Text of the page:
And it’s hard to wait. I know you just moved in last fall Larry and now spring is on its way.  You are wanting to get it going right?  If you are not ready to start now say early February with your design and decisions made….. consider getting everything else ready and wait ’til fall for most or all of your plantings.  You will not lose valuable growing time by planting in the fall. Your new trees planted this late spring or (worse in summer) will be stressed by summer heat (even if we do not have a heat dome June 2021) and they won’t grow much. Success will be keeping the leaves or the needles on the tree. Or you could plant the same tree this fall say in October and next spring the fall planted tree will be bigger even though you planted it 5 months later and be less stressed by summer because it has an established root system that grew over winter. So don’t feel you are losing your opportunity for a faster growing tree if you wait ’til fall.

 

Landscape with native Oregon plants under existing trees

New landscape in St. Johns North Portland highlights existing Vine Maple

Creating Larry’s Shady Forest One Plant Layer at a Time

Here are some of the plants I’d consider (organized by the layer, tallest, 25′, then 15′, then 7′, then 3′ and under).

So Larry since your existing trees are limbed up (no branches for the first 20’) it’s going to be awhile before you have your shady forest. This means your initial plantings need to be plants that can handle quite a bit of sun now but later on will thrive in dappled shade.

I would design your  hardscape and layout plant first so you know where paths and planting areas will be.  Next up is your planting plan starting with 20′ to 25′ tall under story trees. These trees  will make shade for your forest floor plants.  Cascara frangula purshiana-Cascara buckthorn, Malus fusca-Pacific crabapple, and Amelanchier alnifolia-Pacific Serviceberry are also great bird and pollinator plants.  Native vine maple works too but will have scorched leaves for a few years in this kind of sun.  It will  become accustomed to more sun and then later also thrive in the shade of the big trees.  Situate vine maple so it gets some afternoon shade from those “way up in the air” Doug Fir branches.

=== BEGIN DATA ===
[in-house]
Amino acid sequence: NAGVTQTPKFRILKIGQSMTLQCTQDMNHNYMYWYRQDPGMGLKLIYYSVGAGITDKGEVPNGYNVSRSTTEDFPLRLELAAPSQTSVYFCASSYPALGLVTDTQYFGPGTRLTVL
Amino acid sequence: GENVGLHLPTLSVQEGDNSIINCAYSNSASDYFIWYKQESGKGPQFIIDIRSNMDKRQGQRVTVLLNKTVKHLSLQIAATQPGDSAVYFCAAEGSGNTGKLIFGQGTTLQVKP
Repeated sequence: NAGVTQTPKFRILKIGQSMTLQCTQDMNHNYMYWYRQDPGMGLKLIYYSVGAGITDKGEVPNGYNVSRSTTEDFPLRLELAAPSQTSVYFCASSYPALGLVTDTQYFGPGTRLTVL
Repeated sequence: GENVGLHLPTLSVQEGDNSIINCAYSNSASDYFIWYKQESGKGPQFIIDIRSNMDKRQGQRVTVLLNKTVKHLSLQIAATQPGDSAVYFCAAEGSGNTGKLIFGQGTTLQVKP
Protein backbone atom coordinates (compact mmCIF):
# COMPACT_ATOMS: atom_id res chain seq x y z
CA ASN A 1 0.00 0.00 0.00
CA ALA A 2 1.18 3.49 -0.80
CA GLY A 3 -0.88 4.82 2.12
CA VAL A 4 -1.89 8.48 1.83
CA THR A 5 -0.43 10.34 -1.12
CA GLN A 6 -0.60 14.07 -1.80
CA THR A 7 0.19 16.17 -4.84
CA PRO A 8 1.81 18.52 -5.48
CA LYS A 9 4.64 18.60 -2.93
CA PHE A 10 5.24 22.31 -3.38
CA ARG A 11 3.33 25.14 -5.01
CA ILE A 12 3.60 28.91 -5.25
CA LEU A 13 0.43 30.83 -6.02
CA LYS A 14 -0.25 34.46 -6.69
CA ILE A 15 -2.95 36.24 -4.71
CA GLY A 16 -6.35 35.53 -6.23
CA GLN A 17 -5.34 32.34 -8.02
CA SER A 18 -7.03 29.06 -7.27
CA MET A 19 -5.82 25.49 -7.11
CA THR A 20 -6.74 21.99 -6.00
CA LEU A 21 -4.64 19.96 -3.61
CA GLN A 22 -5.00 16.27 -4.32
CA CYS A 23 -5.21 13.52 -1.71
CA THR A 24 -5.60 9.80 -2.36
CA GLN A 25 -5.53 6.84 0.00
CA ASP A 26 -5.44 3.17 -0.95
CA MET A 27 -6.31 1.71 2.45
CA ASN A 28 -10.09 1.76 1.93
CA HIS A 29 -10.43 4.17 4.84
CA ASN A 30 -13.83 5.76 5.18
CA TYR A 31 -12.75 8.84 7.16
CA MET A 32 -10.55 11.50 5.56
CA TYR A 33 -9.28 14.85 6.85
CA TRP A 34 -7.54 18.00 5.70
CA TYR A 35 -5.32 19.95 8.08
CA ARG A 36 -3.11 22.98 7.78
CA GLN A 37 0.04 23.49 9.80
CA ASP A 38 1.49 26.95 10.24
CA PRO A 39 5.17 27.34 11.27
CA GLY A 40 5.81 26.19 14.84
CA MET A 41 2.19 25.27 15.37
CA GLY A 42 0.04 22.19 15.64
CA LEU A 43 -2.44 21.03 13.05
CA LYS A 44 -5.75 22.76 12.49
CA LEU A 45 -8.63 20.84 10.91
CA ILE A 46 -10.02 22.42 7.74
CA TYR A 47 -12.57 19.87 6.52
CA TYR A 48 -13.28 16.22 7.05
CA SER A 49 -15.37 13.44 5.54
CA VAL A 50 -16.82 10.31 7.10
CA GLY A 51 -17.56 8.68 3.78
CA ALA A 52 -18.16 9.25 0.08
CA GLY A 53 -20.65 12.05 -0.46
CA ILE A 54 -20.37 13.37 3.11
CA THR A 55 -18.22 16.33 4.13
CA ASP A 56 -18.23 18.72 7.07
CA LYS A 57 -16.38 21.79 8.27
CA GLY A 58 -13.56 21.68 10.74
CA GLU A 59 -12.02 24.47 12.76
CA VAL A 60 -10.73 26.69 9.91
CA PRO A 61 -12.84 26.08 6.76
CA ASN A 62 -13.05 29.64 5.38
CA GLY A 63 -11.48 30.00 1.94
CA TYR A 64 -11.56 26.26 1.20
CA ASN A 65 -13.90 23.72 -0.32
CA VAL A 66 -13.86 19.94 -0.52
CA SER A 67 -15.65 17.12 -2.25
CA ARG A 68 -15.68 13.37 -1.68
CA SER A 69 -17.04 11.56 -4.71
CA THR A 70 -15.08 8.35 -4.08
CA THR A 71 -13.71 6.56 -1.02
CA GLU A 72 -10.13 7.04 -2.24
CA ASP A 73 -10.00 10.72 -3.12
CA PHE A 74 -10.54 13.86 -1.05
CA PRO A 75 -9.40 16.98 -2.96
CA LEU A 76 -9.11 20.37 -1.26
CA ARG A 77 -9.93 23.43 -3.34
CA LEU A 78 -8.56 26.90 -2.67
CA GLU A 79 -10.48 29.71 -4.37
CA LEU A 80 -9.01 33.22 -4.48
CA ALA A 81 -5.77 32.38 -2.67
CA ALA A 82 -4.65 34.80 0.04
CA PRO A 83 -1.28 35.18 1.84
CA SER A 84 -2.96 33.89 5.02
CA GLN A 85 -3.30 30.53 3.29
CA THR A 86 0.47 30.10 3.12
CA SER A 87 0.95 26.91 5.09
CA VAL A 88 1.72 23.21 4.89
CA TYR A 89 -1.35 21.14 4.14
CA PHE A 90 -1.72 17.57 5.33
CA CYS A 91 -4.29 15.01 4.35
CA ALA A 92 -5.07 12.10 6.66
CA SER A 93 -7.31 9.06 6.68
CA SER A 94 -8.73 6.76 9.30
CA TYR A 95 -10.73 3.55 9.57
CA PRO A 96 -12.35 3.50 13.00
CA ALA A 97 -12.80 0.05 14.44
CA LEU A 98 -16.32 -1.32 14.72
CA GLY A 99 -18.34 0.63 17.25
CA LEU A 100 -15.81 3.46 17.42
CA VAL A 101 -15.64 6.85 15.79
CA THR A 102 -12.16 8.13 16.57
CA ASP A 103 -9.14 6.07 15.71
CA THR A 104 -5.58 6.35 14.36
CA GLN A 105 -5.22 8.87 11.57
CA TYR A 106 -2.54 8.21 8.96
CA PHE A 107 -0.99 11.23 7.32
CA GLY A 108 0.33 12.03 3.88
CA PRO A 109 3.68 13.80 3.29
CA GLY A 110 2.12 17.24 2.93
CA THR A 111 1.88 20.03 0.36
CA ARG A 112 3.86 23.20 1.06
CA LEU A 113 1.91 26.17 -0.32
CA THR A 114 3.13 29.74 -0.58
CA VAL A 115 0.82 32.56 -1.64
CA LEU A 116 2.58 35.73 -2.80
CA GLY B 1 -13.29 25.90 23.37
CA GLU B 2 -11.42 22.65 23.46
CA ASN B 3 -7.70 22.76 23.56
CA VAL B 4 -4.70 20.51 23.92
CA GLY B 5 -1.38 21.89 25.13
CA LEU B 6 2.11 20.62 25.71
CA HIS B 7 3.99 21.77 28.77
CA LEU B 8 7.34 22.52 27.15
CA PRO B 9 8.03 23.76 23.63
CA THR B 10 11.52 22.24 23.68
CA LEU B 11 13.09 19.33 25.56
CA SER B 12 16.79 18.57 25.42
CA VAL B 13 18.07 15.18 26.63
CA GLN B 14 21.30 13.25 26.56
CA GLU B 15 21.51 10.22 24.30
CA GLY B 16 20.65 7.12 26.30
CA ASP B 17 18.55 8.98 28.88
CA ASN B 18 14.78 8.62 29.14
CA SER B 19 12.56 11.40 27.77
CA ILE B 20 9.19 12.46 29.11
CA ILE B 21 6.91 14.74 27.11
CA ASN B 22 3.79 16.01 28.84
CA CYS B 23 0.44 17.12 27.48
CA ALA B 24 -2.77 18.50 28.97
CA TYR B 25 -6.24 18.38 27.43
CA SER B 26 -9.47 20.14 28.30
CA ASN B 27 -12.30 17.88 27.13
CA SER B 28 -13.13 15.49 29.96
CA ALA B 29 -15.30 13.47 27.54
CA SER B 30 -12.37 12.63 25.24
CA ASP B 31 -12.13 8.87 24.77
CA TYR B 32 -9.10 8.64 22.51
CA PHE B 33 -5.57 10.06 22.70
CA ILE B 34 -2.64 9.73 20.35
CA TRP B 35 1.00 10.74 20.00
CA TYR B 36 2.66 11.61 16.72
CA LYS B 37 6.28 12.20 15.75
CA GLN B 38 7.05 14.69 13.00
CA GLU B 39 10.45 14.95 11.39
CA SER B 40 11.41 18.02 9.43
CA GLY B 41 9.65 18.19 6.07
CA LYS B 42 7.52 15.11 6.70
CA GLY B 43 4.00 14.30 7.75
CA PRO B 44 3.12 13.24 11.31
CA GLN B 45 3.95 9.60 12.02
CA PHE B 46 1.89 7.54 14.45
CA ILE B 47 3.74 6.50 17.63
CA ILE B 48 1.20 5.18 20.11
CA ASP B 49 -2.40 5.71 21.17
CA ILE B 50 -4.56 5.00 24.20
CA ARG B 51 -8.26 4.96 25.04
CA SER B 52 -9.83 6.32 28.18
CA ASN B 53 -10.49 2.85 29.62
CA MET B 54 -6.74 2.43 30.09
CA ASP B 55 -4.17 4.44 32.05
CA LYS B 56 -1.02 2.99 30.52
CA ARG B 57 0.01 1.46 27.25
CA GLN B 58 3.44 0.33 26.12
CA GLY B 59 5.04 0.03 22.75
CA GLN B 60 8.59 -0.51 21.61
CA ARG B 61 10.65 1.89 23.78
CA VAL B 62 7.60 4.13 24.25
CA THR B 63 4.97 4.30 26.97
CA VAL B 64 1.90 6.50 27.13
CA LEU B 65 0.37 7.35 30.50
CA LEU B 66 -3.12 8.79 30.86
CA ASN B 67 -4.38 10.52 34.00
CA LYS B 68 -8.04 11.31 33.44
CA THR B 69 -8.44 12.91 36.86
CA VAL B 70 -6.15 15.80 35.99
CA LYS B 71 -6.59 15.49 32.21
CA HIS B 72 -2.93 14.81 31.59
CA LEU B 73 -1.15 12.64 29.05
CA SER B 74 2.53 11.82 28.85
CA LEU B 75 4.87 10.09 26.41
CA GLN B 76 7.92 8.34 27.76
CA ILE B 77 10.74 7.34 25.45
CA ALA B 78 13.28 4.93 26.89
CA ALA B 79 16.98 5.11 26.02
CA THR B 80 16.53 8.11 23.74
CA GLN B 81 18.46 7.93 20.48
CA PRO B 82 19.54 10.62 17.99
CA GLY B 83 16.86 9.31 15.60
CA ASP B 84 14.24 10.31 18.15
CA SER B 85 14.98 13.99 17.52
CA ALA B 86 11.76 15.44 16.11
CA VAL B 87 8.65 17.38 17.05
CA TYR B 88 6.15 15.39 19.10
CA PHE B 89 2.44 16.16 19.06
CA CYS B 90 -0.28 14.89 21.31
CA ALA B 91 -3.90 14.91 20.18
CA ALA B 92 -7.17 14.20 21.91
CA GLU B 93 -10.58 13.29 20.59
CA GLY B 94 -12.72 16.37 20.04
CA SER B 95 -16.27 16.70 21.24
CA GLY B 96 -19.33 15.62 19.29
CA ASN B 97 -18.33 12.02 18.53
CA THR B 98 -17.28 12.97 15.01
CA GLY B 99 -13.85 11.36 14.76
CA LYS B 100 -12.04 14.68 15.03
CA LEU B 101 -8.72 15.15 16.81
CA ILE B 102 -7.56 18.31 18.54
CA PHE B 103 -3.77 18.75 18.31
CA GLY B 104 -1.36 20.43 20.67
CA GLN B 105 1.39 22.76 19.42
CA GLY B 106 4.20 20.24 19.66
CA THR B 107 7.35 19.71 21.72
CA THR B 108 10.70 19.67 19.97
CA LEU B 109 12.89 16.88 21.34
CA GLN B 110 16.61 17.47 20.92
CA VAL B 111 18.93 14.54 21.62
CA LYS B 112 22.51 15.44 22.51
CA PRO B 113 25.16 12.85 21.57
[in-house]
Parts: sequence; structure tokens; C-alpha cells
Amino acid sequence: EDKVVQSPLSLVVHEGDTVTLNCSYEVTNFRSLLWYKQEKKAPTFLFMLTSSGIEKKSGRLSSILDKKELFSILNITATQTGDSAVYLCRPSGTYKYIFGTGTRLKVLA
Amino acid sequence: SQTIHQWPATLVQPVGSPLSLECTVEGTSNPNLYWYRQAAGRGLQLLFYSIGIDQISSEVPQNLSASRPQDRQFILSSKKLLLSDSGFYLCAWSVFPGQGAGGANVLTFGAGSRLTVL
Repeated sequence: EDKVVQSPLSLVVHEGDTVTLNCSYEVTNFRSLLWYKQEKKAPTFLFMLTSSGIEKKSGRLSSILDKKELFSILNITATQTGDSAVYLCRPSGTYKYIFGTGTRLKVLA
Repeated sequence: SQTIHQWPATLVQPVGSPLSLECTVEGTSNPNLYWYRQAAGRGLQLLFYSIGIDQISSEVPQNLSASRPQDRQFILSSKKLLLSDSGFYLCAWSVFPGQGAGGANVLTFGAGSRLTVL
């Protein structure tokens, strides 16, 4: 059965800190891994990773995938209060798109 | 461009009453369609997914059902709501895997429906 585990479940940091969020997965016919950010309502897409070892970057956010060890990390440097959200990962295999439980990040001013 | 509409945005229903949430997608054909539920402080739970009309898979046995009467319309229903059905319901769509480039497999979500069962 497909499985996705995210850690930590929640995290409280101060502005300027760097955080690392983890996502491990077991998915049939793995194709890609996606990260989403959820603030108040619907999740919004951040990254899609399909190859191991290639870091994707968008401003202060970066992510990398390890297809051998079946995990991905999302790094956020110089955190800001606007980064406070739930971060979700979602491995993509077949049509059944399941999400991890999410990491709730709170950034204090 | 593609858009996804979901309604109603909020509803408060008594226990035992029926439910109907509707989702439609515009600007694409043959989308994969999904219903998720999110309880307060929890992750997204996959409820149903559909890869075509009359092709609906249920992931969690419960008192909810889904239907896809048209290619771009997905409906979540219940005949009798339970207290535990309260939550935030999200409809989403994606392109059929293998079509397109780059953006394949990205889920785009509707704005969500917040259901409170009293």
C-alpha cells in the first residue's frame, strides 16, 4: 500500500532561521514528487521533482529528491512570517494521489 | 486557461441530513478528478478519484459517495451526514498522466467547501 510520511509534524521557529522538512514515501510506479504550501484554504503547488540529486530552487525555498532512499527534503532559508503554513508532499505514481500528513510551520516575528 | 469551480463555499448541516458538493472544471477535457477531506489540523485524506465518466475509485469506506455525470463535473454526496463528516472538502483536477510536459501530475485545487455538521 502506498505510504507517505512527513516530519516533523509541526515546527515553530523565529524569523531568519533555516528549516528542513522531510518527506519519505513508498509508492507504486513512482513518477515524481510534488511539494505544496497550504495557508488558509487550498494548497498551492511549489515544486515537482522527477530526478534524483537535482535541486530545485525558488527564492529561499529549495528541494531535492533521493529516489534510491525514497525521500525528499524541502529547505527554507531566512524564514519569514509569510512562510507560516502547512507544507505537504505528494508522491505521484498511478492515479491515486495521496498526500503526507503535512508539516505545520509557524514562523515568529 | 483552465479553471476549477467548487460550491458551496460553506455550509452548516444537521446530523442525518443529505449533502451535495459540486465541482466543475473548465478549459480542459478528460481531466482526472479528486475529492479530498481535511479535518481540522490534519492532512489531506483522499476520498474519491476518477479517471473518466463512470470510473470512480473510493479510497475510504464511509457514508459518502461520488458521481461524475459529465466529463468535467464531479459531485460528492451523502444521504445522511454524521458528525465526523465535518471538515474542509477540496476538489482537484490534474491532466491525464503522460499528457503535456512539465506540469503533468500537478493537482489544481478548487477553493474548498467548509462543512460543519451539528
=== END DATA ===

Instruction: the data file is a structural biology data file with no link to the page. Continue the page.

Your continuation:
Native Oaks are the New Cool Climate Change Trees

Landscaper with native oregon White Oak

Carol Lindsay, Landscape Designer, with Native Oregon White Oak in SE Portland

Our beloved Oregon White Oak grows quickly to 15-20 feet and then slows down as it grows to over 100′ tall.  (Which Larry you and I will not be around to see).   I also love to use  a smaller oak tree, our native evergreen Canyon Live Oak (Q. chrysolepis). While it’s native to southern Oregon it does well in Portland and it is much faster than this southern California small oak called ‘La Siberia’.  Quercus greggi ‘La Siberia’ is very very attractive and tough and available locally at Treephoria.com.  Yes I promised not to go into such detail but I am a sucker for oak trees.

The Next Understory Layer Includes Native Rhododendron

The next layer can be shrubs that grow 10′ to 15’ tall. I tend to call these plants “shrees” as they mature into small trees.

Native Plant Rhododendron Macrophyllum-Pacific Coast Rhododendron

Larry, I know you especially like our native rhododendron which is what started this conversation. So our evergreen Pacific Coast Rhododendron can get 10′-15′ in improved soil.  It can take quite a bit of sun but no boggy wet soil.  When it is older it will also tolerate more shade.

Our very fragrant smaller Rhododendron occidentale-Western Azalea, is listed for sun and loses it’s leaves in winter so not evergreen. The sweet fragrance can waft quite a distance in early spring. I’d plant it on the edge of your forest area where it will always get more sun.  Clients often say its their favorite fragrance.

Native Oregon plants Flowering Currant

March: Flowering Currant-Ribes sanguineum

Wildlife Garden Design – Provide for Birds and Pollinators with these Plants

Here are just a few native plants (in the 10′ to 15′ height)  to help you garden for birds:  Ribes sanguineum, Pacific Current, Holodiscus Discolor-Ocean Spray,  and Vaccinium parvifolium-Red Huckleberry.  And you will want  Oemlaria cerasiformis-OsoBerry or Indian plum (which can scorch in full sun so doesn’t look so great in late summer) because it is such an important wildlife plant.  Don’t let its mid summer rough appearance keep it from your landscape.  It’s worth it.  Even this east coast native, Cornus Mas-Cornelian Cherry has very early flowers, low water needs and is so great for pollinators and later in summer has fruit for birds.

Consider one of the many varieties of Arctostaphylos-manzanita or Ceanothus. These plants should be placed where they will get lots of sun and should not be watered in the summer or fall.  They are great for wildlife providing food for birds including over wintering hummingbirds and important insects.

The Next Layer 5′ to 7′ Native Shrubs

Native Oregon Thimble Berry is great for pollinators

Rubus Parvifolia-Thimble Berry, great for Portland bumble bees

Native Oregon evergreen Huckleberry

Vaccineum ovatum-Evergreen Huckleberry at a very special garden on Sauvie Island